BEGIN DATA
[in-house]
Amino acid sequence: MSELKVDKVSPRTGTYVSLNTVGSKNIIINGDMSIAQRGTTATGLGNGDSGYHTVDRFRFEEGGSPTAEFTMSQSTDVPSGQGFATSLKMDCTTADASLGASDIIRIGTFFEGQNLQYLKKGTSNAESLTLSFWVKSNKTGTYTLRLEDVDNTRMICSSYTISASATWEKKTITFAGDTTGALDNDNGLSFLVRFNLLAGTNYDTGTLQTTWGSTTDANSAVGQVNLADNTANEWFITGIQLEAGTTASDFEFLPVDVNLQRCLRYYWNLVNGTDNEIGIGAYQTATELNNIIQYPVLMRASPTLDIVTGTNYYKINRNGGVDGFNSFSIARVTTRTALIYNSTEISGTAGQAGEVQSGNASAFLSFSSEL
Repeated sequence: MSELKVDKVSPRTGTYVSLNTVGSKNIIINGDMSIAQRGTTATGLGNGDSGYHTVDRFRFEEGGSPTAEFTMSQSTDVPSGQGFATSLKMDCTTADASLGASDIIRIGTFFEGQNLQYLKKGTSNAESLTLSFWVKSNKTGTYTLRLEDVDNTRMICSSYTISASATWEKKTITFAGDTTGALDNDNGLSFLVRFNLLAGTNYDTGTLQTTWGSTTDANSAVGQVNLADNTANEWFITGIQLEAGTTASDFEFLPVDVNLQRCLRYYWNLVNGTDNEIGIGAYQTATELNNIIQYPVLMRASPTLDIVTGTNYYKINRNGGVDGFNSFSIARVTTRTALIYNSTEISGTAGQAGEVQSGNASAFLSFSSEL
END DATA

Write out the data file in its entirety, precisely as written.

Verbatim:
[in-house]
Amino acid sequence: MSELKVDKVSPRTGTYVSLNTVGSKNIIINGDMSIAQRGTTATGLGNGDSGYHTVDRFRFEEGGSPTAEFTMSQSTDVPSGQGFATSLKMDCTTADASLGASDIIRIGTFFEGQNLQYLKKGTSNAESLTLSFWVKSNKTGTYTLRLEDVDNTRMICSSYTISASATWEKKTITFAGDTTGALDNDNGLSFLVRFNLLAGTNYDTGTLQTTWGSTTDANSAVGQVNLADNTANEWFITGIQLEAGTTASDFEFLPVDVNLQRCLRYYWNLVNGTDNEIGIGAYQTATELNNIIQYPVLMRASPTLDIVTGTNYYKINRNGGVDGFNSFSIARVTTRTALIYNSTEISGTAGQAGEVQSGNASAFLSFSSEL
Repeated sequence: MSELKVDKVSPRTGTYVSLNTVGSKNIIINGDMSIAQRGTTATGLGNGDSGYHTVDRFRFEEGGSPTAEFTMSQSTDVPSGQGFATSLKMDCTTADASLGASDIIRIGTFFEGQNLQYLKKGTSNAESLTLSFWVKSNKTGTYTLRLEDVDNTRMICSSYTISASATWEKKTITFAGDTTGALDNDNGLSFLVRFNLLAGTNYDTGTLQTTWGSTTDANSAVGQVNLADNTANEWFITGIQLEAGTTASDFEFLPVDVNLQRCLRYYWNLVNGTDNEIGIGAYQTATELNNIIQYPVLMRASPTLDIVTGTNYYKINRNGGVDGFNSFSIARVTTRTALIYNSTEISGTAGQAGEVQSGNASAFLSFSSEL